Witness performance is an essential, but often overlooked, part of preparing for trial. Jurors look for clues on how to judge witnesses and how much weight to accord their testimony. Steadiness, imperturbability, body language, eye-contact, appearance, attire, vocal articulation, reluctance, quarrelsomeness, evasiveness, emotionality, conviction and consistency are just some of the factors jurors consider when evaluating witness credibility, authenticity, and likeability. The presentation-effectiveness of a witness can enhance jurors’ receptivity to facts, claims, and evidence or seriously undermine jurors’ perceptions, for example, by misdirecting jurors to focus on the negative characteristics of the witness that emerge under the stress and strain of courtroom testimony or a videotaped deposition.
We can provide your trial team with an objective assessment and critical feedback on the initial impression your witness projects, to help you structure your in-court decision-making. Our consultants come with highly specialized training in advocacy, communications, legal psychology, image consulting, color analysis, linguistics, and body language analysis, and can quickly spot critical performance deficits and foresee potential performance pitfalls that will be missed by even the most astute attorney.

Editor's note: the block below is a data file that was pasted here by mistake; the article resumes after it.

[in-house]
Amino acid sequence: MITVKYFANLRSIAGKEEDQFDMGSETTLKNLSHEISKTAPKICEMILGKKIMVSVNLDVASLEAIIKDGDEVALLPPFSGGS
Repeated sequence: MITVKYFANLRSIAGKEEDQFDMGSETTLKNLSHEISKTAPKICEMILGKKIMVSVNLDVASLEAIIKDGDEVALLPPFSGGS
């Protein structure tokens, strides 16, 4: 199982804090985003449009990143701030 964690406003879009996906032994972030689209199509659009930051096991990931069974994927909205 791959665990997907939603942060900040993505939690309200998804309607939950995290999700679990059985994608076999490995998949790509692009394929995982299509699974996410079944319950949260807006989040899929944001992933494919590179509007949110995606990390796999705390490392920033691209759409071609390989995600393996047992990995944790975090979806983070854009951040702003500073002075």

Additionally, we can help your witnesses overcome stage fright or presentation problems in order to deliver the most effective testimony during deposition or on the stand. We will help your witnesses project warmer, more positive images that will make them easier to connect with the jury.
Jury Research (i.e. mock trials, focus groups, or case fact and issue studies) can also be utilized as an effective tool to evaluate witness performance and receptivity with mock jurors who will be able to judge the witness in context and in relation to juror biases, experiences, value beliefs and associations already activated by the case presentations. Witness evaluation can be made a part of the research protocol, and witnesses can appear on video or in-person. This type of evaluation allows the trial team to select the best witnesses to make the case or identifies the need for further witness preparation and training.
“Perhaps your greatest feat was turning that one all important witness from a wimp into a tiger.Robert Horowitz, Denver, CO